For the first time in its long debt crisis, Puerto Rico will default on debts guaranteed by its constitution. On Friday, $1.9 billion worth of debt payments were due, including $780 million in constitutionally guaranteed, general-obligation bonds. The island’s governor, Alejandro García Padilla, issued an executive order suspending debt payments, as funds for the territory’s basic services had reached “dangerously low levels.”
“Under these circumstances, these executive orders protect the limited resources available to the agencies listed in these orders and prevents that these can be seized by creditors, leaving Puerto Ricans without basic services,” the governor’s administration said in a statement obtained by Reuters.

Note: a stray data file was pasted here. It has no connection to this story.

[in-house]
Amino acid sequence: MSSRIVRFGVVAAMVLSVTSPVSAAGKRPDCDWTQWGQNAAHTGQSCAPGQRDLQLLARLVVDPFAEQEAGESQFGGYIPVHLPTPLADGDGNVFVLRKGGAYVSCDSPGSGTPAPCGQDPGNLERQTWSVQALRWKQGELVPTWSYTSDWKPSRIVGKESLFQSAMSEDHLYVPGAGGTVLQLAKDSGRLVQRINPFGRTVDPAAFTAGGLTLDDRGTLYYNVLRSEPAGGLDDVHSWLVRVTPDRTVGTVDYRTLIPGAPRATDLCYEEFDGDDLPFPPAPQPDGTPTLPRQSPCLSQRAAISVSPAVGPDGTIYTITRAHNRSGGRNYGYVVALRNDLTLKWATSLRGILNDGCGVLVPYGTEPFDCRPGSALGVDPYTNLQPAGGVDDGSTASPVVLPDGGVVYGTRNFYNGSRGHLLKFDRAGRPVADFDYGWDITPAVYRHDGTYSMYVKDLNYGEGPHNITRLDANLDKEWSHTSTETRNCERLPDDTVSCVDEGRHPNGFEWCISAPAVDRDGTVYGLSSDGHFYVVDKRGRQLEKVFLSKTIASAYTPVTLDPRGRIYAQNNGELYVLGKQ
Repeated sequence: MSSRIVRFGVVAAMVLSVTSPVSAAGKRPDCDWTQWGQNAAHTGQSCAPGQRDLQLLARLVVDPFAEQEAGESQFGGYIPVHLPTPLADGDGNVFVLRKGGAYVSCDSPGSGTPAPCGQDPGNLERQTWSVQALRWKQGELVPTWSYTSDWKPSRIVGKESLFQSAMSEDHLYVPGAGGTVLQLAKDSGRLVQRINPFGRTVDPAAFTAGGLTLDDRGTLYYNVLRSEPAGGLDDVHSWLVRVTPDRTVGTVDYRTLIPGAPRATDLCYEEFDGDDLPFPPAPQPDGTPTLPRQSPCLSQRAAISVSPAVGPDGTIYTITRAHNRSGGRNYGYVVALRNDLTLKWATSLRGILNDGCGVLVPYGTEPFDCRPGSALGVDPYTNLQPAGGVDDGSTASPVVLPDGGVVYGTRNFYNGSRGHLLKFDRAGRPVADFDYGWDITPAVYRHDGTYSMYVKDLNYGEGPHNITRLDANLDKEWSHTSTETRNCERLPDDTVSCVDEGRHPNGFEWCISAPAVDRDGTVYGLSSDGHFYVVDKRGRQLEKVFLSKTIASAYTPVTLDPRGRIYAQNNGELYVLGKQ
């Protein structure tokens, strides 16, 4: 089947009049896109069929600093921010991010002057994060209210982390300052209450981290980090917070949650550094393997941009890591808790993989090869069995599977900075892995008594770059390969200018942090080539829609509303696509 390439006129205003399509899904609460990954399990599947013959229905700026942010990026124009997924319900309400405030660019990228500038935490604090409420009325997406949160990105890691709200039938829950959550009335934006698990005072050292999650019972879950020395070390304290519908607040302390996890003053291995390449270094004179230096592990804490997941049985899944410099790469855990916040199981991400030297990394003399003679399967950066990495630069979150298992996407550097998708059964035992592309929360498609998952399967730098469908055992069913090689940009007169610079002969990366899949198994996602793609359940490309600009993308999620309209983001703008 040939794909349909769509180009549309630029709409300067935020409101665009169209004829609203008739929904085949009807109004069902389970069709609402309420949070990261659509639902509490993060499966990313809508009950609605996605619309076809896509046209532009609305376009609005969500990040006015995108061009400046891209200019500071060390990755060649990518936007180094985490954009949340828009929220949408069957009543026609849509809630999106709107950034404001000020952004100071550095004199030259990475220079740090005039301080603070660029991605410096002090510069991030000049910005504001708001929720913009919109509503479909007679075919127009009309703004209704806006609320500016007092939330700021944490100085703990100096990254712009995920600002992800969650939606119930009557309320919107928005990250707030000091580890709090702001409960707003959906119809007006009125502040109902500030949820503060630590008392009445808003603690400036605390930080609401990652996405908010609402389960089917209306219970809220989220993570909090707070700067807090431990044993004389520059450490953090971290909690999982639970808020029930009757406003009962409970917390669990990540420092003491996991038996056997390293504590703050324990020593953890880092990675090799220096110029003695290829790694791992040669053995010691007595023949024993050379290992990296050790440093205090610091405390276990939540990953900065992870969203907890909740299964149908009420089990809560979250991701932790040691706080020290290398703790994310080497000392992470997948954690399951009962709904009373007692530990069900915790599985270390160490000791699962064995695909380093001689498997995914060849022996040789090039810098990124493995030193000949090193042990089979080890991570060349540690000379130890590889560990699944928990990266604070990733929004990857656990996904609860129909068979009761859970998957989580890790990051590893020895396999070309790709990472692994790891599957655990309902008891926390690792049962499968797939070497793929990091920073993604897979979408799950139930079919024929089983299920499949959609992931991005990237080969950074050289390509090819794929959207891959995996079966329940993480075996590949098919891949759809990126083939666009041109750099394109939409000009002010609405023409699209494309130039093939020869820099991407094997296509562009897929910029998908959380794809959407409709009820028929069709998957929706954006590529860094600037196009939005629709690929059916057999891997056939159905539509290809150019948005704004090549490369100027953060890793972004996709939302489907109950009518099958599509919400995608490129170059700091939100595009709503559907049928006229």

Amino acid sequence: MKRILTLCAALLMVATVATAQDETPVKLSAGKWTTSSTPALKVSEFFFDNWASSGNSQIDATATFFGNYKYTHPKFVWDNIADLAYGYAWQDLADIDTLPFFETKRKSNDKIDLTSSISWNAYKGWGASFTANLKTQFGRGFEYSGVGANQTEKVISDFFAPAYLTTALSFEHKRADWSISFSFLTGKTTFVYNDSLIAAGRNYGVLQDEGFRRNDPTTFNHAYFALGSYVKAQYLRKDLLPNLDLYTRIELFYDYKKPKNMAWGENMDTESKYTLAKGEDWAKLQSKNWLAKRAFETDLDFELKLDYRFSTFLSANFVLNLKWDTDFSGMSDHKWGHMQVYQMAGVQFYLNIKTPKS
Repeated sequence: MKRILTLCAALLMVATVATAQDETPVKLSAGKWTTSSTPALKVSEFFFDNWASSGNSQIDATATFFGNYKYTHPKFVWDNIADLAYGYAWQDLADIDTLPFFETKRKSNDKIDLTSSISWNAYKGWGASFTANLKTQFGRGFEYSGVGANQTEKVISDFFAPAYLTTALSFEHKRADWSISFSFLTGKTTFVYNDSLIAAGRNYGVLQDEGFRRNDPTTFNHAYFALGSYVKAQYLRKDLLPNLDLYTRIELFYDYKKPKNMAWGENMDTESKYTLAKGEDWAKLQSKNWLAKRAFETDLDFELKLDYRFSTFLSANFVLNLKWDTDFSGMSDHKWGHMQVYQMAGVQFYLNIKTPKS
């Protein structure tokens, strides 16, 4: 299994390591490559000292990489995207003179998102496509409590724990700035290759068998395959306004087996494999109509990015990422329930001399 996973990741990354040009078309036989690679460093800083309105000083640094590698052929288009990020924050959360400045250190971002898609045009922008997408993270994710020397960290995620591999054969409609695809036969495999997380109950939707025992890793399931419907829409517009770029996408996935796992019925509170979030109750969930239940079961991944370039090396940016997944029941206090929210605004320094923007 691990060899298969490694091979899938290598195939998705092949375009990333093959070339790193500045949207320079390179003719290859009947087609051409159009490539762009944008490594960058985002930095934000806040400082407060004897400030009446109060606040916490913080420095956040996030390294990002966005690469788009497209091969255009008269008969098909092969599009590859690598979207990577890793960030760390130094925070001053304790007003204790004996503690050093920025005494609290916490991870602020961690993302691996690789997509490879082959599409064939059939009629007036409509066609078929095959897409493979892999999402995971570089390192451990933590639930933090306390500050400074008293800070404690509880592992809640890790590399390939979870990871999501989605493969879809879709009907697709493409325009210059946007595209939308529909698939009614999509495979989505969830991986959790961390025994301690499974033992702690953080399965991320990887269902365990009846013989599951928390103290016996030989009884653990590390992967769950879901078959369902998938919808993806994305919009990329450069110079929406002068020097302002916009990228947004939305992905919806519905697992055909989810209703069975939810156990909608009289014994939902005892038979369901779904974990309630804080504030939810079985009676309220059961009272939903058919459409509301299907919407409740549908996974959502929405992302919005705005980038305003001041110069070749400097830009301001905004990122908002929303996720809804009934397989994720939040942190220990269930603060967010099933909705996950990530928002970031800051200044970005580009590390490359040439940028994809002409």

The default was long anticipated, and provided much of the impetus for the Puerto Rico Oversight, Management and Economic Stability Act, which president Obama signed into law on Thursday. The law does not provide Puerto Rico a “bailout,” in the sense of allocating federal funds to expunge its debt. However, it provides the island access to a bankruptcy-like debt-restructuring process, while, controversially, placing the territory’s finances under the control of a federally appointed board. The legislation also halts litigation against Puerto Rico, which would otherwise have quickly followed Friday’s default. That reprieve is critical for an island with little money to spare on protracted court battles.
If you’re still fuzzy on the basics of the Puerto Rico debt crisis, here’s a quick primer.